In such waters, such caution. Proficiency next.
In much unknown waters, keep a good lookout and be vigilant. In calm, known waters the fare may get much laxer.
There are fables and proverbs to tell us that if the wolf changes his skin he does not change his nature. A guru who wrote praise of Mussolini and dictatorship in the first half of the 1930s, did he change his nature afterwards?
And why should his fellowship (SRF) hide his utterances for dictatorship, if they think his guidelines are without flaw, as they write? The fellowship may be considered a cult (sect) for other reasons anyway. According to a former vice-president in SRF, an SRF editor called Tara Mata (Laurie Pratt) said so, and many former SRF monastics (monks and nuns) have said so too, on a public discussion board that folded in toward the end of 2011. But a backup-site of it up to 2006 exists.
The trouble with cults is that there are so many of them, and that the bigger they get, the more esteem they seem to hanker after in their societies.
This collection of short and long essays offers glimpses into minds of members and former members of Self-Realization Fellowship. One third of the SRF monastics - about fifty in all - left the SRF premises between 2000 and 2005 (Cf. Williamson, 2010:76; Parsons 2012:170). Many of them have since tried to get their lives in order and perhaps sort out what to go for. Accordingly, updated psychological knowledge may be a boon, as it may help considerably.
There is evidence that some of the guru-founder's views changed as he accommodated along in life, and evidence of how some consistency evaporated. In the first issue of his bimonthly magazine, East-West, and SRF emended a fair share of its original, Yogananda-written aims quite soon after his death. The bird had flown, and its tunes with it. (Emended SRF church articles of 5 Dec 1954).
I give examples of what has taken place in and around the fellowship after one third of its monastics left its premises.
Some who discovered they had been taken in somehow and had become goofy, got severe problems. Exactly how many and what detailed problems we should take into account, I cannot tell. Against depressions of former monastics and other members, there may be several general steps to try, and why not homeopathic remedies and flower essences when they work? Every little helps, they say, and placebos tend to help too, perhaps as well as anti-depressants, for that matter. Some things could be found worth trying in a case - for example acupuncture, homeopathy, herbs, maybe along with medical treatment, for example.
One should encourage candid, even sceptical inquiry, politely done, against being taken in and goofed further from there. There are essentials of Tibetan Buddhism to adjust to as well, among other helpful means:
Essential Truths derive from a realm (level) beyond ordinary thinking
In Tibetan Buddhism, an attitude of critical skepticism is encouraged to promote analytic abilities in meditation and otherwise. Tibetans say one should test also the Buddha's words as one would the quality of gold.
Do not accept my Dharma [teachings, etc.] merely out of respect for me, but analyse and check it the way a goldsmith analyses gold, by rubbing, cutting and melting it. [Buddha, The Sutra on (Pure Realms) Spread Out in Dense Array]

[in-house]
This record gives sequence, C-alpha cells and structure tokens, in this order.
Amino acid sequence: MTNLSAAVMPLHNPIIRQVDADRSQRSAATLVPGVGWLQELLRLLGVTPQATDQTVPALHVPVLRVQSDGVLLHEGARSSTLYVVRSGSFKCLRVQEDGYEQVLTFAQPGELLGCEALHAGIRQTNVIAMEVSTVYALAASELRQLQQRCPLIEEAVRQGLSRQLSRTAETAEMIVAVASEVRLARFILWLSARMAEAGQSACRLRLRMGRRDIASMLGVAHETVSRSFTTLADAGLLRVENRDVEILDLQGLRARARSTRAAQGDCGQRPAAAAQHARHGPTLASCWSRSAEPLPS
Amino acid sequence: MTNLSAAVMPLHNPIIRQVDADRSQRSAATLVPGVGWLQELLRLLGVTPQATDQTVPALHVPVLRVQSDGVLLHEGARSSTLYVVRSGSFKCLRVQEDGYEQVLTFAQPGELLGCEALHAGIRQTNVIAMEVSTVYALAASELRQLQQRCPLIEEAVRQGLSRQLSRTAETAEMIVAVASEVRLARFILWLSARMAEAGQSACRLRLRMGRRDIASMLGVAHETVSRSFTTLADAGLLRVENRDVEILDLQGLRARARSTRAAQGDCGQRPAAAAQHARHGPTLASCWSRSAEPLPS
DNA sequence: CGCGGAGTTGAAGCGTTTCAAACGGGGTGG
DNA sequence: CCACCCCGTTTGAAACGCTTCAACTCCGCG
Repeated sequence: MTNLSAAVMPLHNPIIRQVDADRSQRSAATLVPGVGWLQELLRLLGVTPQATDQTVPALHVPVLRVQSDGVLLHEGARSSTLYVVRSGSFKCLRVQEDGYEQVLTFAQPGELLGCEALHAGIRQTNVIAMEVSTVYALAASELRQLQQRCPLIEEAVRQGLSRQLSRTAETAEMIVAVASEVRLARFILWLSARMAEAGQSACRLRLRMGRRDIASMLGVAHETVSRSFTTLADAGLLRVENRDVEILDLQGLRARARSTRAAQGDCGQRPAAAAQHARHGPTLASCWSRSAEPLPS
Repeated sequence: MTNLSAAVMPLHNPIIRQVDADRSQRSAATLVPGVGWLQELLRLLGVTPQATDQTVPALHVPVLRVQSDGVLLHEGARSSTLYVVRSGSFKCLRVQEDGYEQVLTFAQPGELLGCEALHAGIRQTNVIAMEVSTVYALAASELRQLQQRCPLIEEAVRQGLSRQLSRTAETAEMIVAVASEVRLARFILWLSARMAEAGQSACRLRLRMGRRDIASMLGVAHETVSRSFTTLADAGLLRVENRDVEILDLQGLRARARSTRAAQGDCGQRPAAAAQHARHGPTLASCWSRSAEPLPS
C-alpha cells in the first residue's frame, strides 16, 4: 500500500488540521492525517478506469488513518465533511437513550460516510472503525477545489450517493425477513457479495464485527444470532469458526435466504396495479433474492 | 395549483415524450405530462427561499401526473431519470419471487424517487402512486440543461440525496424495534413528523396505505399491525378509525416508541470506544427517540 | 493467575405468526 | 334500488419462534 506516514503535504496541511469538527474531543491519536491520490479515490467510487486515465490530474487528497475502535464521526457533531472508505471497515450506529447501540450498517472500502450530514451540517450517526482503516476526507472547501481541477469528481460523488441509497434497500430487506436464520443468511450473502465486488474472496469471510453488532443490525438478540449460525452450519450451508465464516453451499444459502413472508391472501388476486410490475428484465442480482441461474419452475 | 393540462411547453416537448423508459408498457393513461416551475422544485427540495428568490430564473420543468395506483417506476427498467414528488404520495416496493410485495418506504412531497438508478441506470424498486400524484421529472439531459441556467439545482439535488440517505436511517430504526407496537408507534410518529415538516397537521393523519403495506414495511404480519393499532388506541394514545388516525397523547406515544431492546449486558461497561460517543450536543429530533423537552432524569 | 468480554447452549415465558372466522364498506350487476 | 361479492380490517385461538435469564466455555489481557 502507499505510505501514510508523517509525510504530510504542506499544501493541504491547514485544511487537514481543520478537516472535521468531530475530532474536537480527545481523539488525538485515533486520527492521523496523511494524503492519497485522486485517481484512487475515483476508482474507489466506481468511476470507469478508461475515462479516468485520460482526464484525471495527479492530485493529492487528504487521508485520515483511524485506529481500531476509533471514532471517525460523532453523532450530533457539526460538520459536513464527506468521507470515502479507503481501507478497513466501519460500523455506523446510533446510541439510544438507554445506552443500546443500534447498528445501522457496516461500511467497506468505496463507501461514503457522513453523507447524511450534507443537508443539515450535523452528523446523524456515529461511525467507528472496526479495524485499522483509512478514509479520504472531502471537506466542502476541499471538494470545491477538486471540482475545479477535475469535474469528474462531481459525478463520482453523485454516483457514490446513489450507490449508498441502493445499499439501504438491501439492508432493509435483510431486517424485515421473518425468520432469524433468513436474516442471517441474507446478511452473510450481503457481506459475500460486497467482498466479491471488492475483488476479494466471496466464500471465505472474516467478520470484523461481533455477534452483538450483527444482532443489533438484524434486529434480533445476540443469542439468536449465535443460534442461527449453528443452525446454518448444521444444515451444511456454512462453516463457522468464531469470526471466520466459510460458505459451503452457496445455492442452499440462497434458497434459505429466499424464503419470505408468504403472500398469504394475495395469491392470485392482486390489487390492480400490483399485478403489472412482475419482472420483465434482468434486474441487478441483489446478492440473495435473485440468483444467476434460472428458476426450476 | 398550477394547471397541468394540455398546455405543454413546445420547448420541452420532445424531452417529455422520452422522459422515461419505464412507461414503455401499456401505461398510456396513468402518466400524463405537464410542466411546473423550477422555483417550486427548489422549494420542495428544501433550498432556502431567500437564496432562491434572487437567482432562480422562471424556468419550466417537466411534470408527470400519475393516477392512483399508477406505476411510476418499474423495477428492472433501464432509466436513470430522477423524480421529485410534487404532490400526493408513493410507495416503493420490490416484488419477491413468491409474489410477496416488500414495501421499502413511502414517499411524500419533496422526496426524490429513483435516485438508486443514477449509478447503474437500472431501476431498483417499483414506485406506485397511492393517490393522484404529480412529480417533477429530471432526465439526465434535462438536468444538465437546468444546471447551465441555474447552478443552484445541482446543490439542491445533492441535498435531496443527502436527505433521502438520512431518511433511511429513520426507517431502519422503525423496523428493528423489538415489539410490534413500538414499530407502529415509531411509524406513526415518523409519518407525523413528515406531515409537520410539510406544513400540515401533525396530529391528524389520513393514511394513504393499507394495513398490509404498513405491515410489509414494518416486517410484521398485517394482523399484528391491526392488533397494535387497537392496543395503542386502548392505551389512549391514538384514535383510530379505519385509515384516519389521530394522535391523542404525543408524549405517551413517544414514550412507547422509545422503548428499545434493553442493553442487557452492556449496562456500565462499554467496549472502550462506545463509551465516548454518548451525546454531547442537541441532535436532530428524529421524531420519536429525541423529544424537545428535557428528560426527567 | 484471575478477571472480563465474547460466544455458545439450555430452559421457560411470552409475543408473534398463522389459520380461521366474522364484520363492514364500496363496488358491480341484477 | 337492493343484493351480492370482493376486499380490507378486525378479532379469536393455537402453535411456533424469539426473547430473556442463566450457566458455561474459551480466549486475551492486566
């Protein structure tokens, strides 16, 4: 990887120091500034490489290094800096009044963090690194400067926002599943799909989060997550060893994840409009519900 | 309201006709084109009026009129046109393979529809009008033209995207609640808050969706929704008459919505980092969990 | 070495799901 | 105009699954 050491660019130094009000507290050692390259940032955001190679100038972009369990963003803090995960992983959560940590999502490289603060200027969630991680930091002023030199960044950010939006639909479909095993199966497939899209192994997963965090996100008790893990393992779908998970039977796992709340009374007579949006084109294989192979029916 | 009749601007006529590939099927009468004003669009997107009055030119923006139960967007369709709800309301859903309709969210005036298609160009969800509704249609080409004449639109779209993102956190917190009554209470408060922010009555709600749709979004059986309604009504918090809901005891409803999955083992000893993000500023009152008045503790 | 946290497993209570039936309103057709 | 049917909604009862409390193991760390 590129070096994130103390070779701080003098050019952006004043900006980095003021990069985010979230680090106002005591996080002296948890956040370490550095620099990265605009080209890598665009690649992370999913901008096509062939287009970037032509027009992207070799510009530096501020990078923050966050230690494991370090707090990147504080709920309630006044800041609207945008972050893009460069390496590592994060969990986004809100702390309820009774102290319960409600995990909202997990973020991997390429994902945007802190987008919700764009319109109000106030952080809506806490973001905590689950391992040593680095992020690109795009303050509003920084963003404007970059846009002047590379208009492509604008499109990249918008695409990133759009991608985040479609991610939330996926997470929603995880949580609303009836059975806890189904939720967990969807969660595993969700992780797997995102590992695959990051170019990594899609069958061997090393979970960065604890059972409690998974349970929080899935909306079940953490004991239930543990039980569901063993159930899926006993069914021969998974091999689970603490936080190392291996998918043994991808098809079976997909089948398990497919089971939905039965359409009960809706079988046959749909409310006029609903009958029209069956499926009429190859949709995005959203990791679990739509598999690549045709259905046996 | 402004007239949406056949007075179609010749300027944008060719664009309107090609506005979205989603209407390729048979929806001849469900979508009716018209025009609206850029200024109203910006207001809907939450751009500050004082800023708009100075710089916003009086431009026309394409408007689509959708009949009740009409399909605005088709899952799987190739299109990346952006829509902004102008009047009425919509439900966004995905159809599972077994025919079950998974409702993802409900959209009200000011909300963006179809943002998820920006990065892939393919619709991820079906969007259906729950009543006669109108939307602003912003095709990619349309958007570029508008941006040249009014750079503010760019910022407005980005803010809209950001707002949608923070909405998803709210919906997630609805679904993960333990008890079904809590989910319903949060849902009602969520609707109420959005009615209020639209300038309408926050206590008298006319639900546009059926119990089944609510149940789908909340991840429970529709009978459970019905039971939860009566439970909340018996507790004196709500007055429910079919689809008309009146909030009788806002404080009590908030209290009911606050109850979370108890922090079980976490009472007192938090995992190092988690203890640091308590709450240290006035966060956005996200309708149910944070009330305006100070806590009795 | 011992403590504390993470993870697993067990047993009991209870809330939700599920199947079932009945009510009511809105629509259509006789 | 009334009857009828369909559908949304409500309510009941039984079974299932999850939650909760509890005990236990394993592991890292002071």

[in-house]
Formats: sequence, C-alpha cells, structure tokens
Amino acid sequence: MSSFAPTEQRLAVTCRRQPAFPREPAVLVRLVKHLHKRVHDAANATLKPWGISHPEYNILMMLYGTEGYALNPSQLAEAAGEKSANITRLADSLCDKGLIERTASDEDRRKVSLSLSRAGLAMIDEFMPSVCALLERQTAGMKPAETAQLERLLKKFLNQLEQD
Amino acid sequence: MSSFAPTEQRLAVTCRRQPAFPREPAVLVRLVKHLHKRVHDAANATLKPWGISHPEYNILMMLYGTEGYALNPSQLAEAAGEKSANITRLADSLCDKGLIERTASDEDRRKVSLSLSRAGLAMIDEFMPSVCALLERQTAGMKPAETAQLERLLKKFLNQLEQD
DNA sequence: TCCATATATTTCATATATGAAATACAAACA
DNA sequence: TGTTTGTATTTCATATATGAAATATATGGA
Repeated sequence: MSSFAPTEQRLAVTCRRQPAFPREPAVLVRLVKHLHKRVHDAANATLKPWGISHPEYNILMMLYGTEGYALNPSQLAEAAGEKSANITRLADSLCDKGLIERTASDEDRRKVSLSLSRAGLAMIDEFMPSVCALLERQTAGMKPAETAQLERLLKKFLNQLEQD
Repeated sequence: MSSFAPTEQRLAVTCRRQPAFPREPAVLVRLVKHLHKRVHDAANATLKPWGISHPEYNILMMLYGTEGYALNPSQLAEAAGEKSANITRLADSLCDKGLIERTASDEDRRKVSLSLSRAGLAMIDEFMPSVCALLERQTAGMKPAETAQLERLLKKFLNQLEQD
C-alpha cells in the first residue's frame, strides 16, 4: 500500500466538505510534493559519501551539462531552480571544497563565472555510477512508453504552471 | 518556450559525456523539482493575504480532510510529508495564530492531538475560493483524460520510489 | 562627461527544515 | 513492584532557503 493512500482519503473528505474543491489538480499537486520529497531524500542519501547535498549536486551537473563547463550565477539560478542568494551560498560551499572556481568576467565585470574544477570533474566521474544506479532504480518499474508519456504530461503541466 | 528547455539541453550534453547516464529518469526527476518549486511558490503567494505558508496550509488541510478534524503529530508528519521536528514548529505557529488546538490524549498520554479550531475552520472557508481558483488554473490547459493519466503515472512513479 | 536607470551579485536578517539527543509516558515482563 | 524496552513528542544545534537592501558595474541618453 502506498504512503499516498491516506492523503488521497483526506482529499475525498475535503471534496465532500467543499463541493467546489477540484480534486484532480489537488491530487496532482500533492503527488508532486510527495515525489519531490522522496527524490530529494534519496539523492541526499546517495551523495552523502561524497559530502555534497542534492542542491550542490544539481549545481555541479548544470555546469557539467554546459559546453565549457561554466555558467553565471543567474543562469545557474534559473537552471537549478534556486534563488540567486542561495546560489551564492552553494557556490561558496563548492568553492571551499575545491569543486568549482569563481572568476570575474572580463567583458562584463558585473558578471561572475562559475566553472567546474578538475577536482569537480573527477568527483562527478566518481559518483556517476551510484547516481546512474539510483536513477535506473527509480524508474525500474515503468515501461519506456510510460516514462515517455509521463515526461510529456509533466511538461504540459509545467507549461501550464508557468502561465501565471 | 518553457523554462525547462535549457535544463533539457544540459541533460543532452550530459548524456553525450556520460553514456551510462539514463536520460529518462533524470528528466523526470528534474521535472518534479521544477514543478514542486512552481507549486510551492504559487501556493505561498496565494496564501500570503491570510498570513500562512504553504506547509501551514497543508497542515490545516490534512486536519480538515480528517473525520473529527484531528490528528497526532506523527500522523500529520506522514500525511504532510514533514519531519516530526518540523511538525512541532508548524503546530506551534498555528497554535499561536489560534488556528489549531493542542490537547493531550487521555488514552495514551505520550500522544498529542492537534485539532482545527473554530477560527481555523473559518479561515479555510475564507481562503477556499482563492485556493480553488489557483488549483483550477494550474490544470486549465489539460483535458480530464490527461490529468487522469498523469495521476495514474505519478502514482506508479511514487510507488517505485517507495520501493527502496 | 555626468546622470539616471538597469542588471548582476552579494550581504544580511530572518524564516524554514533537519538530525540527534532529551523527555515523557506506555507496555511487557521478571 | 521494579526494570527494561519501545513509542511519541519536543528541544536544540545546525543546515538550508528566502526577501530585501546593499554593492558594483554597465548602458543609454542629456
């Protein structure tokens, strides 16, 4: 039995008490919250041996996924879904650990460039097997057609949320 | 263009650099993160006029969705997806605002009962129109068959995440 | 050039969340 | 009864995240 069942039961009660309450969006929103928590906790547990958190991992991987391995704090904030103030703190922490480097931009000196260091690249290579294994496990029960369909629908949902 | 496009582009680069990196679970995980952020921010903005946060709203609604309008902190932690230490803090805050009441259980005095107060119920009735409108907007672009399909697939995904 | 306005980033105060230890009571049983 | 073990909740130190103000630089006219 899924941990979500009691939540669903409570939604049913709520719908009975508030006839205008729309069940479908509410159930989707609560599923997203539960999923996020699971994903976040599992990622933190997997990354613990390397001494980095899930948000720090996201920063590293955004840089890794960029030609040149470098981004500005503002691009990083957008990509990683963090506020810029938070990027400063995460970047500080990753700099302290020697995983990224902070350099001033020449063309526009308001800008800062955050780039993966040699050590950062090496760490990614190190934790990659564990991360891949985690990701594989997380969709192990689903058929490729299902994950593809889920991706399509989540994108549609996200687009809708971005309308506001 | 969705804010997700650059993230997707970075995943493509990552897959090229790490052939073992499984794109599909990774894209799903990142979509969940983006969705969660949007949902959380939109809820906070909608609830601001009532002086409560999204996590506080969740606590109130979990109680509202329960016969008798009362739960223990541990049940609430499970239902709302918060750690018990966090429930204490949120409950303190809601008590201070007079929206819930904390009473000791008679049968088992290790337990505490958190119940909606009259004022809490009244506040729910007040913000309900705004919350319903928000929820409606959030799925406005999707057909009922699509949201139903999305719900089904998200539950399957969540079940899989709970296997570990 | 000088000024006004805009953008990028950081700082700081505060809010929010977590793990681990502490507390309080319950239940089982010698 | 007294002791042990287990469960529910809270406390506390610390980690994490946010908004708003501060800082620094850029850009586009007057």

Still, in the Pali Canon and many Mahayana sutras, Buddha stresses that Dharma [teachings of Truth] cannot truly be understood with the ordinary rational mind or logic. Up to a point or level words carry ideas that may help, and on finer levels one relinquishes fixation on words and letters, one transcends them. The Kunjed Gyalpo Tantra (The All-Creating King), a scripture of the Nyingma school of Tibetan Buddhism, likewise emphasises how Truth lies beyond the range of thought. Samantabhadra states in it: "The mind of perfect purity . . . is beyond thinking and inexplicable."
Buddhist schools differ in that some schools discourage doctrinal study, but most regard it as having a place, at least for some people at some stages. Helpful Mahayana doctrine in the matter: Hold on to what is spiritually beneficial. What is helpful may in part depend on one's level of understanding.
Back to Yogananda
Scepticism and devotion to a guru may be combined. Scrutinise a prospective guru first, and his key teachings also, and accept him or her later if nothing alarming turns up. Hope to grasp ideas he lands in your mind, such as "Non-essentials are not to be clung to." Many ideas may help little, and may also mar the mind and hinder finer attainments in deeper meditation. (WP "Tibetan Buddhism"; "Buddhist philosophy") [◦Berzin Archives]
Thus, it could be good not to rely wholesale on any teacher, but focus on the better teachings that are found or given. And as to doctrine, it is fit not to rely wholly on words (literal or low-level meanings of expressions grasped on the ordinary level of mind), but also take into account central meanings that may stand out in exalted states - allow for both of these. To find out how reliable and well-working a set of teachings are or can be, it may or may not be wise to depend on who taught them, and maybe investigate the teachings fairly and to one's ability, and successively finding outlet for them.
Uncritical faith has it limits, and may endanger the poor victims of bad and unfulfilling teachings. Such a faith could even hinder or oust out better studies. The early Yogananda said much about the value of rational handling against blind faith in where the boons are. It is not enough just to invoke charmer words like "scientific" and "science". Maharishi encouraged research for real, and research he got. [◦TM Findings]